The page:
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IDEA Complaint Decision 08-001

On January 4, 2008, the Department of Public Instruction received a complaint under state and federal special education law from XXXXX against the Marshall Public Schools. This is the department’s decision regarding that complaint. The issues are whether the district, during the 2007-2008 school year:

  • Properly implemented a student’s individualized education program (IEP) regarding provision of adaptive writing tools and adaptive seating and properly responded to the parents’ concerns in November 2007 regarding these IEP elements;
  • Provided required physical therapy services to the student; and
  • Properly responded to the parents’ requests to receive copies of their child’s education records.

The student’s IEP that was in effect at the beginning of the 2007-2008 school year and the student’s current IEP specifies the student will use adaptive writing tools daily during fine motor activities and adaptive seating daily during activities on the carpet. In the beginning of the school year, the student used the adaptive writing tools most of the time, but did not use them for coloring activities. The student used the adaptive seating when it was for a period of more than five minutes. If the seating was for less than five minutes, the teacher gave the student the option of using the adaptive seating. On November 2, 2007, the IEP team met, and during this meeting, it was clarified both the adaptive writing tools and the adaptive seating were required to be provided as described in the student’s IEP, and they were not optional during certain periods of time. Since the November meeting, both the adaptive writing tools and the adaptive seating have been provided as required by the IEP.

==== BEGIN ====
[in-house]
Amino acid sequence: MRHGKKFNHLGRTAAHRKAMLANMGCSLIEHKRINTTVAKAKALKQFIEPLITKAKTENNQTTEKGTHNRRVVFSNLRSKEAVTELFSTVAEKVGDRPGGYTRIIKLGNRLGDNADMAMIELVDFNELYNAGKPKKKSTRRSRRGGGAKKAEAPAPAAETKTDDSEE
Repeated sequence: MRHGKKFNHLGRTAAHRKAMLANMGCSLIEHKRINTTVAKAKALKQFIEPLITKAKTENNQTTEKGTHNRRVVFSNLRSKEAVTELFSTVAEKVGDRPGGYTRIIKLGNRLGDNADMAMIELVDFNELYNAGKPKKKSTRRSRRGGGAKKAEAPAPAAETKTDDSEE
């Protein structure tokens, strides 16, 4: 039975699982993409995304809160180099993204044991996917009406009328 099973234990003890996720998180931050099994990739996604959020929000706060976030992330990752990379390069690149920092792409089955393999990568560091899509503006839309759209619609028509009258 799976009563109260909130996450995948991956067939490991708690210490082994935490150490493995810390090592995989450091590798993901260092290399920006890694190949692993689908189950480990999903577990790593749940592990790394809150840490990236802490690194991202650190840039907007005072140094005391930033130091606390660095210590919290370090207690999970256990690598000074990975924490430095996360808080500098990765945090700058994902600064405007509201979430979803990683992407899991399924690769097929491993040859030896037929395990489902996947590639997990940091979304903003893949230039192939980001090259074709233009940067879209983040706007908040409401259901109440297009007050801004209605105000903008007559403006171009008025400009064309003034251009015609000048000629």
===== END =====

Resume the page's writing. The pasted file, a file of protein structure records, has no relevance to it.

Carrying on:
The student’s IEP in effect for the beginning of the 2007-2008 year specified the student would receive physical therapy six times per month for 20 minutes per time period. On November 2, 2007, the IEP team met to conduct a reevaluation and to review and revise the student’s IEP. Another meeting was held on November 16, 2007, to finish developing the IEP. The November 16, 2007, IEP reduced the amount of physical therapy to 30 minutes per month. From the beginning of the school year until the beginning of November, the physical therapist met with the student five times. The physical therapist is available at the building two days per week. During this time period, the student was absent six of the days when physical therapy was scheduled. A school district is generally responsible for making alternative arrangements to provide services set out in a student’s IEP when other school-related activities make either the student or the service provider unavailable during the time the services are regularly scheduled. A district is not obligated to do so when the student is unavailable for other reasons, as during absences from school. During long-term absences which are related to a student’s disability, it may be appropriate for an IEP team to meet and determine whether modification of the student’s placement is warranted. There is no evidence there was a long-term absence that warranted a change of placement. Rather, the student was absent on some Tuesdays, when the physical therapy was scheduled. Consequently, although the student did not receive the required amount of physical therapy during this time period, it was because of student absences rather than a failure to implement the IEP. In addition, the physical therapist attempted to accommodate for the absences by increasing the amount of therapy provided when the student was available.